The Wrong Arena

Common sense dictates you should “pick your battles,” but the advice often comes at the expense of a much bigger, even more important decision: picking your battlefield.

From Nixon to Mandela, Brené Brown to LeBron James, it has become popular – and somewhat cliché – to quote the “Man in the Arena” bit from Theodore Roosevelt’s “Citizenship in a Republic” speech, delivered more than 100 years ago to French academics, soldiers, and citizens at Sorbonne University:

“The credit belongs to the man who is actually in the arena, whose face is marred by dust and sweat and blood; who strives valiantly; who errs, who comes short again and again, because there is no effort without error and shortcoming; but who does actually strive to do the deeds.”

It’s hard not to feel inspired by these words, but against the backdrop provided by Ryan Holiday in The Daily Stoic, Roosevelt’s words leave much to wonder about: Roosevelt was a workaholic, desperately chasing often life-endangering thrills in his spare time, even begging to go to the battlefield at 59 years old. “We choose to be at war—in some cases, literally—when peace is in fact the more honorable and fitting choice,” Holiday wrote.

Life is not the Hunger Games. No one pulled your name out of a hat, handed you a trident, pushed you out some gate and said: “There you go. Now fight for your life.”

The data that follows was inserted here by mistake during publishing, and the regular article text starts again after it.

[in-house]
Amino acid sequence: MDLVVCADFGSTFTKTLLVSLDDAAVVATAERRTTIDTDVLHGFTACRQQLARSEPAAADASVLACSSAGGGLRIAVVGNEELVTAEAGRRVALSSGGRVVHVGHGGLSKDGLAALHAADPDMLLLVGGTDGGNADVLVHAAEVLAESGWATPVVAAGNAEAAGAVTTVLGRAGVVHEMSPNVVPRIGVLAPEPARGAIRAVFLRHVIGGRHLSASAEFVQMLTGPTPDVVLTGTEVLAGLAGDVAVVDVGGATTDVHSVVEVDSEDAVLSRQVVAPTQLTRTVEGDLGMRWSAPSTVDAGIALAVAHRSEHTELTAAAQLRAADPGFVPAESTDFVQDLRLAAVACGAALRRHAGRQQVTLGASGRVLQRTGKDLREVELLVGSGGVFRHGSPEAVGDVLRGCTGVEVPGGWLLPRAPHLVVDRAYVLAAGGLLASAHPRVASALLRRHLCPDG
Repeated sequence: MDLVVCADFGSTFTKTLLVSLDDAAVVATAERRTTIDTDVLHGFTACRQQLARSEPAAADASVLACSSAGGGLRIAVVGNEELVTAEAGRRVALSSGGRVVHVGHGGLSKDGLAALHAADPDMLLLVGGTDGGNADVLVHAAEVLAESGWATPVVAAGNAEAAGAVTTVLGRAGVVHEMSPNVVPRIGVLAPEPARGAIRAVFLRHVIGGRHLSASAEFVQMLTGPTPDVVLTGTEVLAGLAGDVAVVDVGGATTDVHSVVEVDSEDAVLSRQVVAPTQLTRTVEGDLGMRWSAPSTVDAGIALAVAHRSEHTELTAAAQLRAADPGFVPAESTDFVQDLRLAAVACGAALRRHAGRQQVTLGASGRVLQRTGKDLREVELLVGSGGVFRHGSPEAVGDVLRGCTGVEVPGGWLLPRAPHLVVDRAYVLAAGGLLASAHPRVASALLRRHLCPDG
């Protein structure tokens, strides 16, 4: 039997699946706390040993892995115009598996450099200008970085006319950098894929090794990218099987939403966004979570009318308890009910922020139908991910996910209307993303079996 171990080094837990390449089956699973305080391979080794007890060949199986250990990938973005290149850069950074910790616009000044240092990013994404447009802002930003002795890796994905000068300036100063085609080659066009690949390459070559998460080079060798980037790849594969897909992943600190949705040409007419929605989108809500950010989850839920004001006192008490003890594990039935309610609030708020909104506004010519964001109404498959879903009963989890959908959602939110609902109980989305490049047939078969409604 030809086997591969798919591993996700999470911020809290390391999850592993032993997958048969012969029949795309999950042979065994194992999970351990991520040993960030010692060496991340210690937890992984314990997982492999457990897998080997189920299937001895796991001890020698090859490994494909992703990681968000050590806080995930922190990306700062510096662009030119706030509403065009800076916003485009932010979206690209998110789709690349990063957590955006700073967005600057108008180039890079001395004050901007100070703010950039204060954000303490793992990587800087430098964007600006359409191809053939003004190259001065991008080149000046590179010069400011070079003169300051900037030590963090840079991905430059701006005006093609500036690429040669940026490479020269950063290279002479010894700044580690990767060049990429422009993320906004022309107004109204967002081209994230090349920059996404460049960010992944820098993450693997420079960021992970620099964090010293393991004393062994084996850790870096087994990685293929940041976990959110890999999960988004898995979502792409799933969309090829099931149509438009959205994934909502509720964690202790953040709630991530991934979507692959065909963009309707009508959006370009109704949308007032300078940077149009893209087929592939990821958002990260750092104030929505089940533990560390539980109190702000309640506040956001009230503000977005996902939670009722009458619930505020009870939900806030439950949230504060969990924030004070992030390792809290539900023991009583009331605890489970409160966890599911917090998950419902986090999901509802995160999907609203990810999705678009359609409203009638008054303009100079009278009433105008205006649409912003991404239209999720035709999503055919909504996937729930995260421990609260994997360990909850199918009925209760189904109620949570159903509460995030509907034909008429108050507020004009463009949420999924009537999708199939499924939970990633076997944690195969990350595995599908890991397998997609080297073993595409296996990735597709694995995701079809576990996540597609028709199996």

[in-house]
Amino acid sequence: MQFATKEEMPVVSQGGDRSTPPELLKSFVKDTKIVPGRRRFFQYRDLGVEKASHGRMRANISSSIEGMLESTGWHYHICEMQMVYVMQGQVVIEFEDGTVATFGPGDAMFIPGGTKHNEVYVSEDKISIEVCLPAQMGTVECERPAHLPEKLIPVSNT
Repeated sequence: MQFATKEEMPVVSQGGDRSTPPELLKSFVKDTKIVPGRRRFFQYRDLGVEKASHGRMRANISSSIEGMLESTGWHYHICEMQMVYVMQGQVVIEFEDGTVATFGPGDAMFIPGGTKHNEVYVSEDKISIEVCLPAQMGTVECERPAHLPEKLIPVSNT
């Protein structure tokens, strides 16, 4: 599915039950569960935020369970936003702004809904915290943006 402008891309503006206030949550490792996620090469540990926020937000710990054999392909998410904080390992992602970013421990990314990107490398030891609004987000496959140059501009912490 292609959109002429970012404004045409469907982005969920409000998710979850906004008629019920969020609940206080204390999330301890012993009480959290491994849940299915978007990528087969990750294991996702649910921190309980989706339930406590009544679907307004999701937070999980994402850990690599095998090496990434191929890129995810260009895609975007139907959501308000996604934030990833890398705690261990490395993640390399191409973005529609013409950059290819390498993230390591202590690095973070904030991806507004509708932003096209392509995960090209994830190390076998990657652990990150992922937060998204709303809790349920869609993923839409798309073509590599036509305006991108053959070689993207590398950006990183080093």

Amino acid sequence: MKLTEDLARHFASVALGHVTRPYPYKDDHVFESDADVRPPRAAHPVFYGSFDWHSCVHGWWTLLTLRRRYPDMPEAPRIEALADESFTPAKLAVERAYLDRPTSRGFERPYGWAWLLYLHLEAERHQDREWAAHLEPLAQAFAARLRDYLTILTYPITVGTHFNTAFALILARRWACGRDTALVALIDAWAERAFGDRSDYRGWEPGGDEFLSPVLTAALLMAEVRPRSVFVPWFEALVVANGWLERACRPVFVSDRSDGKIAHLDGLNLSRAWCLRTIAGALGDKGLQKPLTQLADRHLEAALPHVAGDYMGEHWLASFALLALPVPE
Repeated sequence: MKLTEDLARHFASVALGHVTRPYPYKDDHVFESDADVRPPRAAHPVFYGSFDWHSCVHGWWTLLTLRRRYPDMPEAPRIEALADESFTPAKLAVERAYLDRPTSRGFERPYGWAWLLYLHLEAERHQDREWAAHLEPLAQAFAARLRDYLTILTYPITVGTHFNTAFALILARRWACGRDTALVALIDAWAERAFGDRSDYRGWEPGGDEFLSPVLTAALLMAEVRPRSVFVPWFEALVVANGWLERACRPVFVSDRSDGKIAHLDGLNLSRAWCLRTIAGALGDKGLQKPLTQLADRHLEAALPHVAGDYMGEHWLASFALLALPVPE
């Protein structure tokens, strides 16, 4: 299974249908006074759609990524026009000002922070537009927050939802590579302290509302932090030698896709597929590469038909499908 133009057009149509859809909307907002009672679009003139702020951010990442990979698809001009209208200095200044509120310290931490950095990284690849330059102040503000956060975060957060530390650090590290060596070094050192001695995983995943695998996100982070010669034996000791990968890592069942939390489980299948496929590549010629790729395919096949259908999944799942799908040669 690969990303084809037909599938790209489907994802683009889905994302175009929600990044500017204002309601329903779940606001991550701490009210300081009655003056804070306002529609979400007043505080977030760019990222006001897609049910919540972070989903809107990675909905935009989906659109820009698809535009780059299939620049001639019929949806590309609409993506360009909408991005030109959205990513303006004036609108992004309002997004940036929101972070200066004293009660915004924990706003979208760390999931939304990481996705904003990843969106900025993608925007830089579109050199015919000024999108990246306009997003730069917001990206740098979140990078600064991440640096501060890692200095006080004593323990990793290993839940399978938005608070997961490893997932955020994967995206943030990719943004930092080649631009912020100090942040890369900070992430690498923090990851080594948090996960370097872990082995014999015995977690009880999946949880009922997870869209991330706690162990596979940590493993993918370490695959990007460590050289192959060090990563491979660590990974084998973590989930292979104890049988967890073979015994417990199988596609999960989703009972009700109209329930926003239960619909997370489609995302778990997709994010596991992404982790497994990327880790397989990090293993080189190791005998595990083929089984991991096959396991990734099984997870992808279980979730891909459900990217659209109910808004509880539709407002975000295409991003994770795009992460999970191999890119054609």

You don’t have to study like crazy to get good grades. You don’t have to graduate summa cum laude. You don’t have to slave away for 80 hours each week to look good in front of your manager. All of these are choices, and you can choose a different path whenever you find none of your current battles are battles you’ve deliberately decided to face.

Yes, effort matters. True courage followed by real actions is admirable – which makes it all the more tragic when said courage and actions are committed to the wrong ends. Once you find something worth fighting for, give it all you’ve got. Until then, make sure you don’t end up in the wrong arena. There’s nothing worse than holding a prize you were never meant to win.